People will believe what they want to believe whether fact or fiction.
'tis most frustrating when they aren't open to see and/or learn which is which.
Deal Fanatic
Jan 25, 2007
9971 posts
5251 upvotes
Paris
warpdwhim wrote: I've been getting quotes to redo approximately 400 square feet of sidewalk. Cement is about 25% cheaper than pavers here in Winnipeg with multiple quotes. I'll be going with cement......
Cement is way less labour. My Dad has interlock and it sinks over time, even with a prepared base. A 3,000 pound car will do that.
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Jul 2, 2001
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GTA
Jerico wrote: My Dad has interlock and it sinks over time, even with a prepared base. A 3,000 pound car will do that.
My neighbour redid his interlock, it looked great the next day, but after a year it started sinking. The only way for it to not sink is to do a concrete base.
Last edited by shabby on Apr 22nd, 2020 1:36 pm, edited 2 times in total.
Deal Guru
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Oct 6, 2010
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Toronto
warpdwhim wrote: I've been getting quotes to redo approximately 400 square feet of sidewalk. Cement is about 25% cheaper than pavers here in Winnipeg with multiple quotes. I'll be going with cement......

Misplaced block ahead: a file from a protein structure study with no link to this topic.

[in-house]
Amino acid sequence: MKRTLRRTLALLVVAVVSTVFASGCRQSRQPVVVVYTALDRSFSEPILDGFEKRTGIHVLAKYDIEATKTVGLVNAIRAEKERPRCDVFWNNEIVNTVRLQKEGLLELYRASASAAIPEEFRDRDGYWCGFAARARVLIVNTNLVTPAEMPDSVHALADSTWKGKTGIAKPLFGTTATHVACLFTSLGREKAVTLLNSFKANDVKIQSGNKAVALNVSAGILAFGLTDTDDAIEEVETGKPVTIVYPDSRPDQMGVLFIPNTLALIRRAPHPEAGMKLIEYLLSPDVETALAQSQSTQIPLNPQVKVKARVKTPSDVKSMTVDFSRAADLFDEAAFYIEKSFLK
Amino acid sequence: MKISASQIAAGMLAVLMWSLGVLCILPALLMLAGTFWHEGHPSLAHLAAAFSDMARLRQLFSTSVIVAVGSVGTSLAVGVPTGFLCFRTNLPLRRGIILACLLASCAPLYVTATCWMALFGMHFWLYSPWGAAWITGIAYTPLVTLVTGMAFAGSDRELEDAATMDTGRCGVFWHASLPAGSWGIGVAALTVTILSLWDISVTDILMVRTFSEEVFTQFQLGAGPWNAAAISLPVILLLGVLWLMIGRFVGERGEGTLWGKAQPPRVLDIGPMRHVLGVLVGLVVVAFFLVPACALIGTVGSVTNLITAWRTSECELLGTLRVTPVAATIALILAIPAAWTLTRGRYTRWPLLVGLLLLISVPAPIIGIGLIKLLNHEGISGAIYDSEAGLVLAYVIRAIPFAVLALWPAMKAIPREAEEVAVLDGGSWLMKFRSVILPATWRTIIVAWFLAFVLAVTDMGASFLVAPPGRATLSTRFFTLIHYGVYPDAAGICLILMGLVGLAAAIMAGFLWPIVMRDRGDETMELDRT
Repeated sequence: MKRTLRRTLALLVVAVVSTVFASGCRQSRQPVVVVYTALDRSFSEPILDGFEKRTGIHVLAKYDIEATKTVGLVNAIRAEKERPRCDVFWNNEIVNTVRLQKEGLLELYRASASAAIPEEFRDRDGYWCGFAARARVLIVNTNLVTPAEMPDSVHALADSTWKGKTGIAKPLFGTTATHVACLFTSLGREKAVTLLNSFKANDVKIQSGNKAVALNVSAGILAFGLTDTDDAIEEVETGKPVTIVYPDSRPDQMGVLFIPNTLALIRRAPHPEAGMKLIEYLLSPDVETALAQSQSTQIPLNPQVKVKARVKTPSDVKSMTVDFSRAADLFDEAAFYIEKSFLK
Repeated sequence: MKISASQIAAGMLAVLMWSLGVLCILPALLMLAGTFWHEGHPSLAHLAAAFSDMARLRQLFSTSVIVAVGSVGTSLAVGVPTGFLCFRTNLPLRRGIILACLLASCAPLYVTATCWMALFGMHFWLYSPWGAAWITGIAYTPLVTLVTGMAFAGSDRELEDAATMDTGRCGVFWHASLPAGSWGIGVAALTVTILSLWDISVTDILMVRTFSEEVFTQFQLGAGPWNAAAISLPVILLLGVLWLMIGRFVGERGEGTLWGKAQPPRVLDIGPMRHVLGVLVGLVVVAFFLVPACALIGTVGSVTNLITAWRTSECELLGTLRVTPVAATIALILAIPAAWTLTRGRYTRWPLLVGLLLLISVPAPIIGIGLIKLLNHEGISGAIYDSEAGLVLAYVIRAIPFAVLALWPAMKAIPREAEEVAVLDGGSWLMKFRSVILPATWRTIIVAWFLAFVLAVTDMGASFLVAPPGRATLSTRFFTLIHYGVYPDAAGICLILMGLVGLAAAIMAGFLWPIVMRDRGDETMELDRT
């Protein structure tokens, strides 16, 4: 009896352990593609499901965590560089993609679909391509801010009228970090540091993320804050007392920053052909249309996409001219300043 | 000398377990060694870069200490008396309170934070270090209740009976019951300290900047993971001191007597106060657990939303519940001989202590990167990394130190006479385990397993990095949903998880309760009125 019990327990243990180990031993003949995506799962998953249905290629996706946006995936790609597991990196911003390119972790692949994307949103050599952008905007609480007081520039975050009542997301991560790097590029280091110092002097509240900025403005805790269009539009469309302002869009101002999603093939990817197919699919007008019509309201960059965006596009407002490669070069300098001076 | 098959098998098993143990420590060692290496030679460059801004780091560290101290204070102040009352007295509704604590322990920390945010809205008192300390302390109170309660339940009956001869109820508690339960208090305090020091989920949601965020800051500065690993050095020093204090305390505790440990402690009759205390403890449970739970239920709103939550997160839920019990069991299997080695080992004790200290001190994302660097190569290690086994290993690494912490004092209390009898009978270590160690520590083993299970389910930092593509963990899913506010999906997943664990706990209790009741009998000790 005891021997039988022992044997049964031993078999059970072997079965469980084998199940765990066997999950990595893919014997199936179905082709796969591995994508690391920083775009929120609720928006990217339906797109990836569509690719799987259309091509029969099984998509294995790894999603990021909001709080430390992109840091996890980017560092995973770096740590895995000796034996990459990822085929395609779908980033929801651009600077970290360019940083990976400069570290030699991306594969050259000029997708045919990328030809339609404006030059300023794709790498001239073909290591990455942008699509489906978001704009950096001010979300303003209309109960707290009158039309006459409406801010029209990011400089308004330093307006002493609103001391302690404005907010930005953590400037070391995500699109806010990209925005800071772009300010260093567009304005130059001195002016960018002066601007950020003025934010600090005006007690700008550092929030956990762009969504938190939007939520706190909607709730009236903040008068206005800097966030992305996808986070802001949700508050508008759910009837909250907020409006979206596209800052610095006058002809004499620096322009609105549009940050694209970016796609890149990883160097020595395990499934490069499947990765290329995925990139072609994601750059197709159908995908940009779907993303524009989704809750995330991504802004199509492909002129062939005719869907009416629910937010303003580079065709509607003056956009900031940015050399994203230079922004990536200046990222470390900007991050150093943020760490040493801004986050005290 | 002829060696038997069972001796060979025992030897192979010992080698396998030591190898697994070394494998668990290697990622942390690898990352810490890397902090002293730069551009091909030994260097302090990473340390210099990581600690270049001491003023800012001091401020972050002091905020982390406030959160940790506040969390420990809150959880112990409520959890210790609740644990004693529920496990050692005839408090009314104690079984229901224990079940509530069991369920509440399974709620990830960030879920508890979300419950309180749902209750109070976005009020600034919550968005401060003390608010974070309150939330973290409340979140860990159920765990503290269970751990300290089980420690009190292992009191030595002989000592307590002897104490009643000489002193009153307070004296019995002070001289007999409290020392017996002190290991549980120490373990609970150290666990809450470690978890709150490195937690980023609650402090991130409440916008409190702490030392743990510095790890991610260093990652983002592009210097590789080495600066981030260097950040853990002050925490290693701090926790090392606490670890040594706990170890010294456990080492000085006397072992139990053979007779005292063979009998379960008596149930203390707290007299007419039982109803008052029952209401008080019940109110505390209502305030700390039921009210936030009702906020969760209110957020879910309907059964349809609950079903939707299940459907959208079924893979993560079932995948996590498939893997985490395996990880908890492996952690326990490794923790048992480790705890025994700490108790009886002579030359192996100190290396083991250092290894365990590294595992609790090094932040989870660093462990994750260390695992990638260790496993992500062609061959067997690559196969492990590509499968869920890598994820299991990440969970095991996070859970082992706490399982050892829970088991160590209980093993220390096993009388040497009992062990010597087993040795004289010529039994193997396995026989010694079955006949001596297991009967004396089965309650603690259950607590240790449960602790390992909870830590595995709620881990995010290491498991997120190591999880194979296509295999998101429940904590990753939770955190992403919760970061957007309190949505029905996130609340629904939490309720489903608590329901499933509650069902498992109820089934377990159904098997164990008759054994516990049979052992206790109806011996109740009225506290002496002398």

As mentioned, it's less labour. It's still not cheap due to the actual product and delivery fees, at least out in Toronto where just getting a small 100sqft pad poured is a few grand. I can get a lot of interlocking stones for that BUT getting them installed will not be cheap unless it's DYI. Also, cement isn't going to sink where you park but if it stains with oil, it will look considerably worse.
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Deal Addict
Apr 18, 2005
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Mississauga
For a 2x car driveway in stamped concrete your looking at 10-12K plus... done right. There is different mpa for driveway vs walkways.

I had my front walkway and porch done at my old place 10yrs ago.. And always sealed it every 2yrs.. still looked brand new .. will probably do something similar at my new place.. but will keep my driveway asphalt.. just cheaper in long run to just redo. And yes it's slippery as hell when iced over ... fell 3 times at my old place.. even with good shoes..